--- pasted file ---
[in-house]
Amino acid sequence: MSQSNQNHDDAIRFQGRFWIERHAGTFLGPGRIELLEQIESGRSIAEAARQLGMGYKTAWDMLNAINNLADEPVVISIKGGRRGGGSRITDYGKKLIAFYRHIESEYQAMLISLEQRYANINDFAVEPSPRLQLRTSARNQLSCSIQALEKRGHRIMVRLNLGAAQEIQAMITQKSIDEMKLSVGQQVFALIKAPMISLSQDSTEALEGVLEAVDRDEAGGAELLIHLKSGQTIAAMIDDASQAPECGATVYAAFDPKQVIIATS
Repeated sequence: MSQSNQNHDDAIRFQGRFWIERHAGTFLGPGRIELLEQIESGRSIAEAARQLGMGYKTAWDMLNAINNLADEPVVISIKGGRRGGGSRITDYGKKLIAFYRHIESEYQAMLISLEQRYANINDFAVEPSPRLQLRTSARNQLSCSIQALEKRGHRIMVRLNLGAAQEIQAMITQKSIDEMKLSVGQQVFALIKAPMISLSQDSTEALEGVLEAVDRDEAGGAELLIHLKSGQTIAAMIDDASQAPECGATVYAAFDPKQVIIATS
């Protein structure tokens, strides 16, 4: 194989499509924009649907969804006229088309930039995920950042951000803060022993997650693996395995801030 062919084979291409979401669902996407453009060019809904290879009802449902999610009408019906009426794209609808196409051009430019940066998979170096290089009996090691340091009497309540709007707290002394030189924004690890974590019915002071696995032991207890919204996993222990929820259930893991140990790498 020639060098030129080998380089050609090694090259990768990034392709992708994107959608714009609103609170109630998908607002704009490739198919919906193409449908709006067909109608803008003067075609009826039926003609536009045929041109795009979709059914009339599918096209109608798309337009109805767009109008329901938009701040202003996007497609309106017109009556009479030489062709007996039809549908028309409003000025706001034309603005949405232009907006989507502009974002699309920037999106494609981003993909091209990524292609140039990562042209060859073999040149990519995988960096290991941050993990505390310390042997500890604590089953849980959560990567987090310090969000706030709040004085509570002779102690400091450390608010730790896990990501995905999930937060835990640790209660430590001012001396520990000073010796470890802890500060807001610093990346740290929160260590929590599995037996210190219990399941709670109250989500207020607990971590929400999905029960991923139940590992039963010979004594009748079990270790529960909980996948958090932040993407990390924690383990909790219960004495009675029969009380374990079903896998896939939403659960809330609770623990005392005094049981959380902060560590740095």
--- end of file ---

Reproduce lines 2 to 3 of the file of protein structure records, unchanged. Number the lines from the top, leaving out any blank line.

Amino acid sequence: MSQSNQNHDDAIRFQGRFWIERHAGTFLGPGRIELLEQIESGRSIAEAARQLGMGYKTAWDMLNAINNLADEPVVISIKGGRRGGGSRITDYGKKLIAFYRHIESEYQAMLISLEQRYANINDFAVEPSPRLQLRTSARNQLSCSIQALEKRGHRIMVRLNLGAAQEIQAMITQKSIDEMKLSVGQQVFALIKAPMISLSQDSTEALEGVLEAVDRDEAGGAELLIHLKSGQTIAAMIDDASQAPECGATVYAAFDPKQVIIATS
Repeated sequence: MSQSNQNHDDAIRFQGRFWIERHAGTFLGPGRIELLEQIESGRSIAEAARQLGMGYKTAWDMLNAINNLADEPVVISIKGGRRGGGSRITDYGKKLIAFYRHIESEYQAMLISLEQRYANINDFAVEPSPRLQLRTSARNQLSCSIQALEKRGHRIMVRLNLGAAQEIQAMITQKSIDEMKLSVGQQVFALIKAPMISLSQDSTEALEGVLEAVDRDEAGGAELLIHLKSGQTIAAMIDDASQAPECGATVYAAFDPKQVIIATS